Multiculturalism Through a Biblical Lens
This last paragraph crosses the cultural Rubicon of our current, distorted national value system. For years we have heard a familiar refrain in the media, our educational system, and from a host of others (including some church leaders) that multiculturalism is the most important of values. This idea states that all cultures are equally good and is, “based on the humanistic belief in the inherent goodness and self-sufficiency of humankind—a not so subtle repudiation of the Christian view of humanity as a God-created race corrupted by sin,” writes Ken Boa in his book Unchanging Faith in a Changing World.
As believers, we should celebrate racial and other diversity because it is an important part of God’s creation. All people are made in God’s image with equal dignity and value. But we must reject the idea of multiculturalism when it is inclusive of culture that rejects God’s principles. Boa goes on to suggest that as Christians we must look upon the cultures we see around us in light of the work of Christ. He suggests the following three perspectives:
- Christ is the Reconciler of cultures—he is the one who can bring people of different cultures together.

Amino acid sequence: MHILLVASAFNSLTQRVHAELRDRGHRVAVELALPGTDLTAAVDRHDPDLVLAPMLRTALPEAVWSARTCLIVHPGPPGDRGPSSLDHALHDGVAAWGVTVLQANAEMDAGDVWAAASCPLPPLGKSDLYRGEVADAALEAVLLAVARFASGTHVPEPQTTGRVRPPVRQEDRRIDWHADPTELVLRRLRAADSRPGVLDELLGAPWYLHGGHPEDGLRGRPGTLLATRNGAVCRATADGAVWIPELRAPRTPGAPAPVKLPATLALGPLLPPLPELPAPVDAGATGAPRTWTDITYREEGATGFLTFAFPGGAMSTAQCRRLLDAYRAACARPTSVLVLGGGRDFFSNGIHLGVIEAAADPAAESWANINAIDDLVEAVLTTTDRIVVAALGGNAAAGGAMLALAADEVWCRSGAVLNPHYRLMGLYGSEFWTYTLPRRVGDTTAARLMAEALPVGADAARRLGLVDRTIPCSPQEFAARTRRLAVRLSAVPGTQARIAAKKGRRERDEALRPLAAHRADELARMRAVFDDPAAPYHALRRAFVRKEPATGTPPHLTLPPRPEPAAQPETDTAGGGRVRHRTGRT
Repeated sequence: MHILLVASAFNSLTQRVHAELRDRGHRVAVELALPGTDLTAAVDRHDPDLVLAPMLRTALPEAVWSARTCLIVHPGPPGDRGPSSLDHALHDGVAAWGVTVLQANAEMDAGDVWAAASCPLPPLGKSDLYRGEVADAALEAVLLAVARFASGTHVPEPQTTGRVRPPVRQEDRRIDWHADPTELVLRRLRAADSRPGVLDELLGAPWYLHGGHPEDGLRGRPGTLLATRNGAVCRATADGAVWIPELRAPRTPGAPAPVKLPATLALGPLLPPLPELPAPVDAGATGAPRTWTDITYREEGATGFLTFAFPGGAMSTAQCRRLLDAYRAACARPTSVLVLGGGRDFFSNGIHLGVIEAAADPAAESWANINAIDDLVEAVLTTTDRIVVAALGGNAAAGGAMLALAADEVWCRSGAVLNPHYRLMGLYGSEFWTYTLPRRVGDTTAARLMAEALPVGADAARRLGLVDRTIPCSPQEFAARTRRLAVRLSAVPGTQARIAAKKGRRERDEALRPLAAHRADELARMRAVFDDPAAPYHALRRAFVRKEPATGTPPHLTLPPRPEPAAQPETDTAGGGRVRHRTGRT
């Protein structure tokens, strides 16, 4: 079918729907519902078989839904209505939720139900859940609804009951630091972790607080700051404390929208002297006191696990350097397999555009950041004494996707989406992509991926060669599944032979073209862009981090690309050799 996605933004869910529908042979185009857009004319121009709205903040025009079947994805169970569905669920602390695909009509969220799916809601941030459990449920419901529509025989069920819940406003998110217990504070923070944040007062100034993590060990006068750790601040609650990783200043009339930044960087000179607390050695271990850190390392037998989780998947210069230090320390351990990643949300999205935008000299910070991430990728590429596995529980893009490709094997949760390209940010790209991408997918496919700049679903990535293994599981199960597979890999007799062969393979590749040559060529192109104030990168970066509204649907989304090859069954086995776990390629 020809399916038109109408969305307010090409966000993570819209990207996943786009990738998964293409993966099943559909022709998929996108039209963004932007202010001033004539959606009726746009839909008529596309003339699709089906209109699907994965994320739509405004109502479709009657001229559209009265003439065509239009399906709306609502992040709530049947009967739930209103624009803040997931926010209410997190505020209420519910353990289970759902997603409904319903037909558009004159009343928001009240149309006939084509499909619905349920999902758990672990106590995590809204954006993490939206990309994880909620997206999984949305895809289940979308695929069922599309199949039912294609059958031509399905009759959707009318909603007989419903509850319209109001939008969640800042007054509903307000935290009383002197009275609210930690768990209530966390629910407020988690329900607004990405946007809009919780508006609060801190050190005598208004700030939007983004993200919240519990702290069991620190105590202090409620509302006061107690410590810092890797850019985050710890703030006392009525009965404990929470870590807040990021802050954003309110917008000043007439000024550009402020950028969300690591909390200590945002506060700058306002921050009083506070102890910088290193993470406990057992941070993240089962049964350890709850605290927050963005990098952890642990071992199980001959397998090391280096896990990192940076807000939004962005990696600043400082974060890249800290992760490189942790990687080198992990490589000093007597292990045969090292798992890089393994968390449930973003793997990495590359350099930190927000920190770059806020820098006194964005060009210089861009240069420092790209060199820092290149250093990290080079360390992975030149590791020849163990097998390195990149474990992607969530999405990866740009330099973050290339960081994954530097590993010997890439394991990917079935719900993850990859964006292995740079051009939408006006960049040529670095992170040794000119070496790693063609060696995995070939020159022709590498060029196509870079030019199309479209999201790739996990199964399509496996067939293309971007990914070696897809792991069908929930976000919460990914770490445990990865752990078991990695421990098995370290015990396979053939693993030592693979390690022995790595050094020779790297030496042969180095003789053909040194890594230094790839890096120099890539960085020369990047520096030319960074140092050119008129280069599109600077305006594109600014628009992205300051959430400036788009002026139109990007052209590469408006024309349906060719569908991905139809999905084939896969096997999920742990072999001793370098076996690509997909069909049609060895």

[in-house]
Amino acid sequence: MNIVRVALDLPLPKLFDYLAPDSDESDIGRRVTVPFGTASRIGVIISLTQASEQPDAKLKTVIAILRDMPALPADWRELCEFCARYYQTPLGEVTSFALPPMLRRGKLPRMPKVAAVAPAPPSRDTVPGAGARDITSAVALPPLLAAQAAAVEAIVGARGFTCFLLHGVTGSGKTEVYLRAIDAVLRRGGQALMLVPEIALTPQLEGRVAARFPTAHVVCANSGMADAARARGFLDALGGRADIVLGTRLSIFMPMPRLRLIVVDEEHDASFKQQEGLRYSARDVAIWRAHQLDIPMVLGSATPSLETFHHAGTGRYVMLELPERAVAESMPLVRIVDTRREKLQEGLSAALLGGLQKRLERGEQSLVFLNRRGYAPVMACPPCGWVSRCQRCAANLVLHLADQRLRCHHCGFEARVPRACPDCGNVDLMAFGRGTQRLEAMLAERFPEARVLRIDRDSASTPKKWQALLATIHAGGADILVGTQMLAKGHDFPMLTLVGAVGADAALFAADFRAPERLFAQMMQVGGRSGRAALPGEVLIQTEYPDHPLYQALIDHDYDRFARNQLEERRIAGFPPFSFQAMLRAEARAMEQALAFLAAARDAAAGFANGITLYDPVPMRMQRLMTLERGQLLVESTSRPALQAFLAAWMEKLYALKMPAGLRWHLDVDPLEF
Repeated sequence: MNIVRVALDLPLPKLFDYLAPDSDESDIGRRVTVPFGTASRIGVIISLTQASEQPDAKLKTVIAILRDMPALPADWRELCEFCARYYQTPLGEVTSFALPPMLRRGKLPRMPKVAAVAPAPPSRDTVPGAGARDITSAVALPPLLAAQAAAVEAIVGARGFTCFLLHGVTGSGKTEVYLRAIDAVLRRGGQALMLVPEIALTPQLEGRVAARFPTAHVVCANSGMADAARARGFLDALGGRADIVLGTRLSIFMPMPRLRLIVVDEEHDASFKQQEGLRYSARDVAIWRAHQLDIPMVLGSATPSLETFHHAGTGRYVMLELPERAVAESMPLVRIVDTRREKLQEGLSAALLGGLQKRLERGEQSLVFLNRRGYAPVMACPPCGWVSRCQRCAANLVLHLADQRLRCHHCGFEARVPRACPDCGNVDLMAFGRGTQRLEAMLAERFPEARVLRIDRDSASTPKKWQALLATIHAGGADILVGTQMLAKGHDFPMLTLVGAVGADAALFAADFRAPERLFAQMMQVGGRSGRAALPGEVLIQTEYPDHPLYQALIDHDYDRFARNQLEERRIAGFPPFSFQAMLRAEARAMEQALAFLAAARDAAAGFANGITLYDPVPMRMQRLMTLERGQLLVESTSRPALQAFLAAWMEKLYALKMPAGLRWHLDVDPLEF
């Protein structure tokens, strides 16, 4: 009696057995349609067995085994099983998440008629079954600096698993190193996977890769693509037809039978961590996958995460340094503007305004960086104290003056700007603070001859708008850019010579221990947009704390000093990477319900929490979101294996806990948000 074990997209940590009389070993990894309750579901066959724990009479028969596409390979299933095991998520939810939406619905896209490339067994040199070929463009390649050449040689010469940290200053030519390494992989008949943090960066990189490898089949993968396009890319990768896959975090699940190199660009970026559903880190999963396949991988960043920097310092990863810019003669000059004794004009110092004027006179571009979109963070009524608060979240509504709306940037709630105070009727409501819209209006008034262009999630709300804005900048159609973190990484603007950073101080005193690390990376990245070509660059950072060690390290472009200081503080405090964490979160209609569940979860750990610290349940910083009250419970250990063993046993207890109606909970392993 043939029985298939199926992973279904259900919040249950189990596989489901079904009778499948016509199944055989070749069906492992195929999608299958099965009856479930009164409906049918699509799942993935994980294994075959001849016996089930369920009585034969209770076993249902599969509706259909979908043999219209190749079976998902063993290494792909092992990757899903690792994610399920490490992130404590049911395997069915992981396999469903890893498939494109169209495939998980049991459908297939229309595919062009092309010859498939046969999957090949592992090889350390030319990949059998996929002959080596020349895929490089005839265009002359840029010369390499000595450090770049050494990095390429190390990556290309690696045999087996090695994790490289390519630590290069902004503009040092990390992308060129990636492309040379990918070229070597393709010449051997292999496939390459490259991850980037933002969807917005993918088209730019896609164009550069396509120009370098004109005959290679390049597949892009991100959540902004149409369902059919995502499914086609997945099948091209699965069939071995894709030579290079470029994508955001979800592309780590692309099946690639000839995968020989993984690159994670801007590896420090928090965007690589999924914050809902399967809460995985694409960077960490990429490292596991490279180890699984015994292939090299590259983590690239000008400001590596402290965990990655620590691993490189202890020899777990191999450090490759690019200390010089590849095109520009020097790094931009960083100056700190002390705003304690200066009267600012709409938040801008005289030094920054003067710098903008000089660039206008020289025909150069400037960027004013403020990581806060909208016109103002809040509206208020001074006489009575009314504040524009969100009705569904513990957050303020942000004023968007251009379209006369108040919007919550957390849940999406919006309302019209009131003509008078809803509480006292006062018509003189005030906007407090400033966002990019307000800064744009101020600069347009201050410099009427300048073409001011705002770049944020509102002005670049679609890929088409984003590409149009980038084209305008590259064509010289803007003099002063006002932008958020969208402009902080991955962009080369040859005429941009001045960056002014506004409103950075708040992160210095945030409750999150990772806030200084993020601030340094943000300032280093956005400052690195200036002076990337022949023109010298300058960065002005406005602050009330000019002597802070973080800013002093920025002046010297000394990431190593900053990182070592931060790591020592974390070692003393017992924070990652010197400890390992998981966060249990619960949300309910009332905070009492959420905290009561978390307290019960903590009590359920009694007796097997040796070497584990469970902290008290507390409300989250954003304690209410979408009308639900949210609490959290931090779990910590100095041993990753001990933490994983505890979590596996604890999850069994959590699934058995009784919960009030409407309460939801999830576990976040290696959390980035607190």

- Christ is the Redeemer of cultures—he brings wholeness and hope to people of all cultures.
- Christ is the Ruler of cultures—he is the one who establishes the standards by which all cultures are ultimately to be judged.
Taking Captive Every Thought (On Culture)
Therefore, to live believing Christ is “Ruler of cultures,” we must be obedient to his call over the culture. While we are called to love one another, regardless of culture or race, we must still be discerning with culture, even our own, and measure it against God’s word.
This is what the Apostle Paul was talking about when he wrote to the Corinthians:
We demolish arguments and every pretension that sets itself up against the knowledge of God, and we take captive every thought to make it obedient to Christ (2 Cor. 10:5).
It is the calling of all believers to not only embrace God’s design and desire in our own lives, but to share it with others. These principles are unchanging and absolute and extend across all cultures. The moral authority of scripture is absolute and, as N.T. Wright suggests, “The gospel is public truth.”
As we can see, this truth will not be easily received because we live in a culture that can best be described by the last verse in Judges: “In those days there was no king in Israel: every man did that which was right in his own eyes” (Judges 21:25).
But be encouraged. What we cannot do, God can do.
Therefore, my beloved, as you have always obeyed, so now, not only as in my presence but much more in my absence, work out your own salvation with fear and trembling, for it is God who works in you, both to will and to work for his good pleasure (Phil. 2:12-13).